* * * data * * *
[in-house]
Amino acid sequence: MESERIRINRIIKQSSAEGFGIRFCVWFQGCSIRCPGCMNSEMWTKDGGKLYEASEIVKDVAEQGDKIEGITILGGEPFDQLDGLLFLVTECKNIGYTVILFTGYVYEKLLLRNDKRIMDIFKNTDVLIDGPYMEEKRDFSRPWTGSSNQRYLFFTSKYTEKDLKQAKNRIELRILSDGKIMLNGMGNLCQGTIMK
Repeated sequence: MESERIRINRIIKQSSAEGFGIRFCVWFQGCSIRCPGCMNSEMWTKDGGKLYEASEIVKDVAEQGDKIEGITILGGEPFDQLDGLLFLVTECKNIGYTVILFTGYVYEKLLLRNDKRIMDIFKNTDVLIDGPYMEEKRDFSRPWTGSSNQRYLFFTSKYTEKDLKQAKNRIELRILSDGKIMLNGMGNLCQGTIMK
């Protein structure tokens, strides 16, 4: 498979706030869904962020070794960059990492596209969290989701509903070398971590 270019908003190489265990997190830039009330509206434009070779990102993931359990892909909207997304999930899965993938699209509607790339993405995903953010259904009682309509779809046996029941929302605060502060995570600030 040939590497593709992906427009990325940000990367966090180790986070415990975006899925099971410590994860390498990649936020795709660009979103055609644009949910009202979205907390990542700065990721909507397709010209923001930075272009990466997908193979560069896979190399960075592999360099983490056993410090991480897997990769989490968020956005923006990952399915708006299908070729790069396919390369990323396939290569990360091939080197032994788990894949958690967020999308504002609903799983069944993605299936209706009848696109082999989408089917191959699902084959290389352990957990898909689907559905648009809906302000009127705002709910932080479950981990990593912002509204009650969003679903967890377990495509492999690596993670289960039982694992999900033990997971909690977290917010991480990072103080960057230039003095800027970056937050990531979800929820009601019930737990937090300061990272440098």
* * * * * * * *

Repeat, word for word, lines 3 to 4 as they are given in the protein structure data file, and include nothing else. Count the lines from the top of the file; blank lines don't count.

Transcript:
Repeated sequence: MESERIRINRIIKQSSAEGFGIRFCVWFQGCSIRCPGCMNSEMWTKDGGKLYEASEIVKDVAEQGDKIEGITILGGEPFDQLDGLLFLVTECKNIGYTVILFTGYVYEKLLLRNDKRIMDIFKNTDVLIDGPYMEEKRDFSRPWTGSSNQRYLFFTSKYTEKDLKQAKNRIELRILSDGKIMLNGMGNLCQGTIMK
């Protein structure tokens, strides 16, 4: 498979706030869904962020070794960059990492596209969290989701509903070398971590 270019908003190489265990997190830039009330509206434009070779990102993931359990892909909207997304999930899965993938699209509607790339993405995903953010259904009682309509779809046996029941929302605060502060995570600030 040939590497593709992906427009990325940000990367966090180790986070415990975006899925099971410590994860390498990649936020795709660009979103055609644009949910009202979205907390990542700065990721909507397709010209923001930075272009990466997908193979560069896979190399960075592999360099983490056993410090991480897997990769989490968020956005923006990952399915708006299908070729790069396919390369990323396939290569990360091939080197032994788990894949958690967020999308504002609903799983069944993605299936209706009848696109082999989408089917191959699902084959290389352990957990898909689907559905648009809906302000009127705002709910932080479950981990990593912002509204009650969003679903967890377990495509492999690596993670289960039982694992999900033990997971909690977290917010991480990072103080960057230039003095800027970056937050990531979800929820009601019930737990937090300061990272440098």